Stormy few days ahead. A weak cool front will settle down into the area & stall a little either way of the Fl./Ga. border. Combined with northwest flow aloft driving upper level disturbances into the Southeast U.S., the stage will be set for multiple rounds of thunderstorms. Tue. there should be enough sun in the morning to send temps. to near 90 degrees before storms fire. Such instability could trigger intense storms. Beyond Tue. -- Wed. & Thu. -- more cloud cover will drop temps. some but humidity will be high & with the front still in the area + more upper level disturbances the stage will be set for repeated rounds of heavy rain & storms. Hard to believe that suddenly too much rain could be a problem but given last week's heavy rain, flooding could become a legitmate concern/problem this week.
Great celestial treat Tue. evening -- June 5th -- about 6:3-8:30pm as Venus moves between the earth & sun -- something that won't happen again for 105 yrs! The once-in-a-lifetime event will be visible locally as the sun moves lower in the western sky (there have only been 6 such transits since the invention of the telescope!). Do NOT look directly at the sun. MOSH in downtown Jax will offer viewing through a telescope for $1 -- click here for more info. Click here for a "worldy view" from NASA....click here for local transit times. The photo below is courtesy Nat. Geographic.
This is "rip current awareness week". A silent killer but rip currents kill beach-goers every single summer. "Beryl" killed a swimmer last week in Volusia Co.
Rip currents among most dangerous summer beach hazards
Time to brush up on rip current safety tips; awareness week runs June 3 – 9
As Tropical Storm Beryl churned along the southeastern U.S. over Memorial Day weekend, kicking up choppy seas and high surf, coastal communities got a somber reminder of the dangers posed by rip currents.
Although NOAA’s National Weather Service issued rip current warnings from Florida through Virginia there were hundreds of beach rescues and at least one death reported.
Rip currents are narrow channels of fast-moving water that pull swimmers away from the shore. They can occur at any beach with breaking waves, including the Great Lakes. They are common along the U.S. coastline even when the skies are clear. As more people head to the beach this summer, rip current rescues will rise—as, unfortunately, will deaths. Last year, 41 people lost their lives in rip currents in the United States, but on average more than one hundred people die each year from them.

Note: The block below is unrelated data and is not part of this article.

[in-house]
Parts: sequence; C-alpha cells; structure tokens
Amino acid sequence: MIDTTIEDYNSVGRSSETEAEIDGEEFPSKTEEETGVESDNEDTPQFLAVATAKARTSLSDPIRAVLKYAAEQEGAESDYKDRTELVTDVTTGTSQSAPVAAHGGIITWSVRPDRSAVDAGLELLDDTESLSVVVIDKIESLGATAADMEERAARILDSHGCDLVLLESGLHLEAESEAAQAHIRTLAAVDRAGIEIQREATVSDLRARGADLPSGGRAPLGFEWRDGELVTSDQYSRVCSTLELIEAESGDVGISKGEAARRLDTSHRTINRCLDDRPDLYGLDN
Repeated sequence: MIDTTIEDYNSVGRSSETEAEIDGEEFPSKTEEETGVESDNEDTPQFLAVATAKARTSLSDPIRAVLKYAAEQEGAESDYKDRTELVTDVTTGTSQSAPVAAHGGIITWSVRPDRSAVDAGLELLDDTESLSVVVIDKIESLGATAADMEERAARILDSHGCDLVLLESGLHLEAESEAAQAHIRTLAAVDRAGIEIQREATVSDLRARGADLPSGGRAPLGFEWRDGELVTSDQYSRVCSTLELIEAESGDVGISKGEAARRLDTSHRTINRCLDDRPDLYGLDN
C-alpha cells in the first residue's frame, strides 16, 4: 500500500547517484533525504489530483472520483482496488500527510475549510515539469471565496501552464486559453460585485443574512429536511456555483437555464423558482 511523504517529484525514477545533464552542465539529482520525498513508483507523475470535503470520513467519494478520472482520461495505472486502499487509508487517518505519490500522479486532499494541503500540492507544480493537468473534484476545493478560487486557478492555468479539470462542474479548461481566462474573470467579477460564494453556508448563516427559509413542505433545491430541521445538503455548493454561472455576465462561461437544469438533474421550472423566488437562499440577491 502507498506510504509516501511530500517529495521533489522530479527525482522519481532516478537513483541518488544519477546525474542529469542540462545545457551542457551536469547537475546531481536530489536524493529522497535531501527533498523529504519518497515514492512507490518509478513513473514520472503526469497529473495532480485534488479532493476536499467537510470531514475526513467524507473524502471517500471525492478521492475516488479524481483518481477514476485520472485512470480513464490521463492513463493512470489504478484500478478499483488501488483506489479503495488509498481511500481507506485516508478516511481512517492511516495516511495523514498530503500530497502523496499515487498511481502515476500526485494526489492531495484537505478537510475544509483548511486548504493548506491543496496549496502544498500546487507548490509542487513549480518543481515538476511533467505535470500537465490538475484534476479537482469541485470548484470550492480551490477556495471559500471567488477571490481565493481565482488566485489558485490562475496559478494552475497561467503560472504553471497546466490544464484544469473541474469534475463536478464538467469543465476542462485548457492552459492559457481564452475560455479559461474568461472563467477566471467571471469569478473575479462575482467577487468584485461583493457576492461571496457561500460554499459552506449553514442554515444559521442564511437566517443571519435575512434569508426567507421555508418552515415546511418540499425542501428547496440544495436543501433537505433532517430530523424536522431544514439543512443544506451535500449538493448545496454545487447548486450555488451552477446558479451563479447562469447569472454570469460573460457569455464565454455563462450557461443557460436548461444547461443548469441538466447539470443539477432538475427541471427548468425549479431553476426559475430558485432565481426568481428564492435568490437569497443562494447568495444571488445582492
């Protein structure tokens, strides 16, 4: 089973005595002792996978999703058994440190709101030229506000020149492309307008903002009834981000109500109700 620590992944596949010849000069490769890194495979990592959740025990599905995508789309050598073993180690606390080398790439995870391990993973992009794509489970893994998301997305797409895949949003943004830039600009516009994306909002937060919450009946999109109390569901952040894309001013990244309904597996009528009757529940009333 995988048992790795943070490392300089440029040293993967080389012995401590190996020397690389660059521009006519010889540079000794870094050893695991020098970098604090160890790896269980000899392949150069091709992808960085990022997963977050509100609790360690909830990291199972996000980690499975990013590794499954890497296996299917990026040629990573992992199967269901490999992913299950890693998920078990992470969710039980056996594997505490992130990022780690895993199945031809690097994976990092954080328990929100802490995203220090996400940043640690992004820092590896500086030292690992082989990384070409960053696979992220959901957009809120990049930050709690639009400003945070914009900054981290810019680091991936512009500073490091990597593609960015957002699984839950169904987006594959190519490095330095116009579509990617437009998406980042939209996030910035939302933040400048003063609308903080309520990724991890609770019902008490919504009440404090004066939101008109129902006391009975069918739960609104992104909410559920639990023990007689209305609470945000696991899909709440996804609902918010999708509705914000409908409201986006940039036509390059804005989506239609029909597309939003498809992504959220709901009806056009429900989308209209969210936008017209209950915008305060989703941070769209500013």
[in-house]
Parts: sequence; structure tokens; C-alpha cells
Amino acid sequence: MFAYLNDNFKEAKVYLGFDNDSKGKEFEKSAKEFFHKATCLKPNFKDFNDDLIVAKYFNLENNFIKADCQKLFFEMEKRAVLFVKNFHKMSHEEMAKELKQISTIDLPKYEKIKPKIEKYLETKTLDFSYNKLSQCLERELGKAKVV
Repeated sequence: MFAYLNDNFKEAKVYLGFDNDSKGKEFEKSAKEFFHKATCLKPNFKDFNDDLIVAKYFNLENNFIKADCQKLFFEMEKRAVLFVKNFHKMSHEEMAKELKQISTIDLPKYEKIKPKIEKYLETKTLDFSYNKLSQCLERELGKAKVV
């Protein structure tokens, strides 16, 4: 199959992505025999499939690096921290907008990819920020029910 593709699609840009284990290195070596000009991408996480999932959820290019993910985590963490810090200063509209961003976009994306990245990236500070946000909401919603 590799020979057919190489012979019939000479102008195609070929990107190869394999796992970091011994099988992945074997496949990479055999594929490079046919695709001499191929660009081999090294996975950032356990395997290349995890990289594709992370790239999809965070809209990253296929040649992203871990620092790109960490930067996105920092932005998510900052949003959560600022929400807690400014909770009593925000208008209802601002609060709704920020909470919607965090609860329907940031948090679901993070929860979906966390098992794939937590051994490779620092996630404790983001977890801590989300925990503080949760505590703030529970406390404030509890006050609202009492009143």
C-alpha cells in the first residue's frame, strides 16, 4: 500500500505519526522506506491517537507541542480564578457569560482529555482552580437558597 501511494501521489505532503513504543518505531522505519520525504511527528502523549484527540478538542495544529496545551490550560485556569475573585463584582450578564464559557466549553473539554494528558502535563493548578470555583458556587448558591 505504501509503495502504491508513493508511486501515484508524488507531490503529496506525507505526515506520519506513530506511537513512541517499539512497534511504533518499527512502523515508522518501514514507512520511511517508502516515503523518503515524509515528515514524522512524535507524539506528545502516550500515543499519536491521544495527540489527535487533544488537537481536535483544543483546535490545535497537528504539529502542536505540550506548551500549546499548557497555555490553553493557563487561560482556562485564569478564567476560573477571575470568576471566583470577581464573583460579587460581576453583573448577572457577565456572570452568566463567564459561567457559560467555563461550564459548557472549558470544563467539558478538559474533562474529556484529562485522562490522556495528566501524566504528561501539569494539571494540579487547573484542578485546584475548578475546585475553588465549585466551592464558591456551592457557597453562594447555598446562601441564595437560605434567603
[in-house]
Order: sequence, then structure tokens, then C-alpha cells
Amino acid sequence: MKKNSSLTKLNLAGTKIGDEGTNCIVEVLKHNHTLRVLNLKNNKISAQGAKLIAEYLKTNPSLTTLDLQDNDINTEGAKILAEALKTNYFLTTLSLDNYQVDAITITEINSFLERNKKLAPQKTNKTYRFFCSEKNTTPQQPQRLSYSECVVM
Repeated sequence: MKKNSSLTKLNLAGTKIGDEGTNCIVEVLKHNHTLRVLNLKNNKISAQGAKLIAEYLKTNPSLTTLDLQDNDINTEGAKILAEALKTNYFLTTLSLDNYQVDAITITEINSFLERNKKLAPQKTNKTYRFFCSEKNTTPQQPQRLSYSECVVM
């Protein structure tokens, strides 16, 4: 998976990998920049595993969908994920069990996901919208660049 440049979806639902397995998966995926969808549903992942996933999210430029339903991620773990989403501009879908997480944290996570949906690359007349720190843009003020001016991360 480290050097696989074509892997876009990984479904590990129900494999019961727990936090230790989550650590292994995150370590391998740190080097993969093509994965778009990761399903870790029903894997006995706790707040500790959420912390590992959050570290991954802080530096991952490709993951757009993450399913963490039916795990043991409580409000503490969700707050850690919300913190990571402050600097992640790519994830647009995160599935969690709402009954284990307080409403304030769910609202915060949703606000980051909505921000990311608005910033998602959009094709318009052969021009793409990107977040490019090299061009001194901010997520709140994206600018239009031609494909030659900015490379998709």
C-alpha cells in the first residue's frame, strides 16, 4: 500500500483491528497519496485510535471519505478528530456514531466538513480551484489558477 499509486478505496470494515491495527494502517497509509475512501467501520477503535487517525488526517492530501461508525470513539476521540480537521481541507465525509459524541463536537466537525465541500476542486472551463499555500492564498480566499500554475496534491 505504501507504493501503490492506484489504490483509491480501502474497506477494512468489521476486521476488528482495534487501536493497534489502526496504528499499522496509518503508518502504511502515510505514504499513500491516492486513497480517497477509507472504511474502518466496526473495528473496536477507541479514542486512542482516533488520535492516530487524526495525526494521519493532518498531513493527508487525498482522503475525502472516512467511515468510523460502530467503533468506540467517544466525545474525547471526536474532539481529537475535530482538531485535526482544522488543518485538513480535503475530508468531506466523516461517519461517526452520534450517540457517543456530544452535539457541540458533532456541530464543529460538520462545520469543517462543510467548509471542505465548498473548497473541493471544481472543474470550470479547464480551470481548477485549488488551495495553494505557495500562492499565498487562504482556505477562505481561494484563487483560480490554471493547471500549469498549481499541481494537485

NOAA, along with the U.S. Lifesaving Association and the National Park Service, are working to reduce the death toll by educating people throughout the year, and especially this week during Rip Current Awareness Week, about the danger of rip currents and how to avoid them or survive if caught in one.
“The National Weather Service provides rip current forecasts, so I urge people to check with us before heading to the beach this summer,” said Laura Furgione, acting director of the National Weather Service. "Knowing the conditions before you go will ensure you have a safe and fun day at the beach."
“Each year, America’s beach lifeguards rescue more than 50,000 swimmers from rip currents,” said B. Chris Brewster, president of the United States Lifesaving Association. “Swimming at a guarded beach can reduce your chances of drowning to 1 in 18 million.”
Rip Current Safety Tips
Before you go:
Check NOAA’s surf zone forecasts ** here **.... **here** for safety tips.
** Study how rip currents work and how to escape them.
** Swim at a beach with a lifeguard and talk with the lifeguard about the safest areas to swim.
** Observe and obey signs and flags posted to warn about rip currents.
** Never swim near jetties or piers where there are fixed rip currents.
** Don’t swim in a large body of water that is subject to changing wind, waves and currents unless you are a strong swimmer.
** Swim with a buddy, never alone.
** If you get caught in the grip of a rip current:
** Yell for help immediately.
** Don’t swim against a rip current – it will just tire you out.
** Escape the rip current by swimming parallel to the beach until you are free.
** If you are unable to swim out of the rip current, float or calmly tread water. When out of the current, swim toward the shore at an angle away from the rip current.